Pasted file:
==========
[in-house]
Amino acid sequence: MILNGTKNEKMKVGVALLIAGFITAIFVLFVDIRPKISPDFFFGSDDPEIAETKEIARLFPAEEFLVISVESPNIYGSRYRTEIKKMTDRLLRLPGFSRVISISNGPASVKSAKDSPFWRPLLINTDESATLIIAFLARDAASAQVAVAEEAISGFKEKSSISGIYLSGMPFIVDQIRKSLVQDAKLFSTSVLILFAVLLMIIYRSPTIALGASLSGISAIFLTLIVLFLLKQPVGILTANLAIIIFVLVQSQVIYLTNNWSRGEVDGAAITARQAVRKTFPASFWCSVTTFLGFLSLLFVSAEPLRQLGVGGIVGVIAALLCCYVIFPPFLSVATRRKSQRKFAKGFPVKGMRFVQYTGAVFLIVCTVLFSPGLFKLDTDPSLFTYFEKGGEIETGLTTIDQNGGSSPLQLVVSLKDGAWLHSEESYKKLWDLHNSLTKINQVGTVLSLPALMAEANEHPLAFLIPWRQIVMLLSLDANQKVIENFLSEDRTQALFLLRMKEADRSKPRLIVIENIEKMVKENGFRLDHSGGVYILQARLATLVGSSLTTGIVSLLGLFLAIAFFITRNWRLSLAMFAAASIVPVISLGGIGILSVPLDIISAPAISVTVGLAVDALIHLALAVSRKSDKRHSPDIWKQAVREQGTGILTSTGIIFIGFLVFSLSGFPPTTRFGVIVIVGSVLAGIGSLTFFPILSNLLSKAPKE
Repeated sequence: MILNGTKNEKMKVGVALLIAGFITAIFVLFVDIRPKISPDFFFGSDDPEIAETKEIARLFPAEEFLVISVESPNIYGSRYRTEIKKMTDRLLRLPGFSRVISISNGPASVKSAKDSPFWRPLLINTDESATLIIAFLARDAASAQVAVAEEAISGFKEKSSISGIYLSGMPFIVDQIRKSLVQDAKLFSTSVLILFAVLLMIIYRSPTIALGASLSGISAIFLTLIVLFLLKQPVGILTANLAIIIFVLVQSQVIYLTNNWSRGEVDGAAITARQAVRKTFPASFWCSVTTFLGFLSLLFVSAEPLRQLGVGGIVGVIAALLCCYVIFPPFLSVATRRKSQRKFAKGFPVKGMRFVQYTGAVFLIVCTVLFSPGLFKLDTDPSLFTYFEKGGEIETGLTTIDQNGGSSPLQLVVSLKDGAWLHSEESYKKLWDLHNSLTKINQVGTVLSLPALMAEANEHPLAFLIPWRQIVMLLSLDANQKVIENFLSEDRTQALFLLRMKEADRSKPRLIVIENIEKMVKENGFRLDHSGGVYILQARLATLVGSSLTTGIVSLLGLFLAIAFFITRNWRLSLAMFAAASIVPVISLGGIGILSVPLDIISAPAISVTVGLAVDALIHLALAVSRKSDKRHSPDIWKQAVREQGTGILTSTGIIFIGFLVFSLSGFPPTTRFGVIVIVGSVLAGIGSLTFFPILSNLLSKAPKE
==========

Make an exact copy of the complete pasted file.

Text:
[in-house]
Amino acid sequence: MILNGTKNEKMKVGVALLIAGFITAIFVLFVDIRPKISPDFFFGSDDPEIAETKEIARLFPAEEFLVISVESPNIYGSRYRTEIKKMTDRLLRLPGFSRVISISNGPASVKSAKDSPFWRPLLINTDESATLIIAFLARDAASAQVAVAEEAISGFKEKSSISGIYLSGMPFIVDQIRKSLVQDAKLFSTSVLILFAVLLMIIYRSPTIALGASLSGISAIFLTLIVLFLLKQPVGILTANLAIIIFVLVQSQVIYLTNNWSRGEVDGAAITARQAVRKTFPASFWCSVTTFLGFLSLLFVSAEPLRQLGVGGIVGVIAALLCCYVIFPPFLSVATRRKSQRKFAKGFPVKGMRFVQYTGAVFLIVCTVLFSPGLFKLDTDPSLFTYFEKGGEIETGLTTIDQNGGSSPLQLVVSLKDGAWLHSEESYKKLWDLHNSLTKINQVGTVLSLPALMAEANEHPLAFLIPWRQIVMLLSLDANQKVIENFLSEDRTQALFLLRMKEADRSKPRLIVIENIEKMVKENGFRLDHSGGVYILQARLATLVGSSLTTGIVSLLGLFLAIAFFITRNWRLSLAMFAAASIVPVISLGGIGILSVPLDIISAPAISVTVGLAVDALIHLALAVSRKSDKRHSPDIWKQAVREQGTGILTSTGIIFIGFLVFSLSGFPPTTRFGVIVIVGSVLAGIGSLTFFPILSNLLSKAPKE
Repeated sequence: MILNGTKNEKMKVGVALLIAGFITAIFVLFVDIRPKISPDFFFGSDDPEIAETKEIARLFPAEEFLVISVESPNIYGSRYRTEIKKMTDRLLRLPGFSRVISISNGPASVKSAKDSPFWRPLLINTDESATLIIAFLARDAASAQVAVAEEAISGFKEKSSISGIYLSGMPFIVDQIRKSLVQDAKLFSTSVLILFAVLLMIIYRSPTIALGASLSGISAIFLTLIVLFLLKQPVGILTANLAIIIFVLVQSQVIYLTNNWSRGEVDGAAITARQAVRKTFPASFWCSVTTFLGFLSLLFVSAEPLRQLGVGGIVGVIAALLCCYVIFPPFLSVATRRKSQRKFAKGFPVKGMRFVQYTGAVFLIVCTVLFSPGLFKLDTDPSLFTYFEKGGEIETGLTTIDQNGGSSPLQLVVSLKDGAWLHSEESYKKLWDLHNSLTKINQVGTVLSLPALMAEANEHPLAFLIPWRQIVMLLSLDANQKVIENFLSEDRTQALFLLRMKEADRSKPRLIVIENIEKMVKENGFRLDHSGGVYILQARLATLVGSSLTTGIVSLLGLFLAIAFFITRNWRLSLAMFAAASIVPVISLGGIGILSVPLDIISAPAISVTVGLAVDALIHLALAVSRKSDKRHSPDIWKQAVREQGTGILTSTGIIFIGFLVFSLSGFPPTTRFGVIVIVGSVLAGIGSLTFFPILSNLLSKAPKE